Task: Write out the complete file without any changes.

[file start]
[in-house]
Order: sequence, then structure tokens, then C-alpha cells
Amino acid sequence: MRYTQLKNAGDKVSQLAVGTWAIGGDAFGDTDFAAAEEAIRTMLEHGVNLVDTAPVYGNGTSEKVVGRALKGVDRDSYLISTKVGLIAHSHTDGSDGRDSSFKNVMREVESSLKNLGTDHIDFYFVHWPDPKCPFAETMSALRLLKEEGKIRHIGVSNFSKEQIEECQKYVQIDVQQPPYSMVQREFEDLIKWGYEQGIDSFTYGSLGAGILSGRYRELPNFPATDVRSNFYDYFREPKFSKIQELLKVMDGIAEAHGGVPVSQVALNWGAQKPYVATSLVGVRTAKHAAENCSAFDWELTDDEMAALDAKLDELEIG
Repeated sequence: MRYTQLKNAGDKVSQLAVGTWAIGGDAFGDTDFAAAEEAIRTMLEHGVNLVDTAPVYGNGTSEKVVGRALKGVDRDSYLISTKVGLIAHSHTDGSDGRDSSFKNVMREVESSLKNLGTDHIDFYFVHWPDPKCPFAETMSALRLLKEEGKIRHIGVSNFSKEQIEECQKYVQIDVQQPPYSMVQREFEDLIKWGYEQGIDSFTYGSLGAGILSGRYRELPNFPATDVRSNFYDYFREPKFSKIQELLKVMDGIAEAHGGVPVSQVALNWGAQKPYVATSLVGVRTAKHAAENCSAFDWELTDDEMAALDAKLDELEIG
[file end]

[in-house]
Order: sequence, then structure tokens, then C-alpha cells
Amino acid sequence: MRYTQLKNAGDKVSQLAVGTWAIGGDAFGDTDFAAAEEAIRTMLEHGVNLVDTAPVYGNGTSEKVVGRALKGVDRDSYLISTKVGLIAHSHTDGSDGRDSSFKNVMREVESSLKNLGTDHIDFYFVHWPDPKCPFAETMSALRLLKEEGKIRHIGVSNFSKEQIEECQKYVQIDVQQPPYSMVQREFEDLIKWGYEQGIDSFTYGSLGAGILSGRYRELPNFPATDVRSNFYDYFREPKFSKIQELLKVMDGIAEAHGGVPVSQVALNWGAQKPYVATSLVGVRTAKHAAENCSAFDWELTDDEMAALDAKLDELEIG
Repeated sequence: MRYTQLKNAGDKVSQLAVGTWAIGGDAFGDTDFAAAEEAIRTMLEHGVNLVDTAPVYGNGTSEKVVGRALKGVDRDSYLISTKVGLIAHSHTDGSDGRDSSFKNVMREVESSLKNLGTDHIDFYFVHWPDPKCPFAETMSALRLLKEEGKIRHIGVSNFSKEQIEECQKYVQIDVQQPPYSMVQREFEDLIKWGYEQGIDSFTYGSLGAGILSGRYRELPNFPATDVRSNFYDYFREPKFSKIQELLKVMDGIAEAHGGVPVSQVALNWGAQKPYVATSLVGVRTAKHAAENCSAFDWELTDDEMAALDAKLDELEIG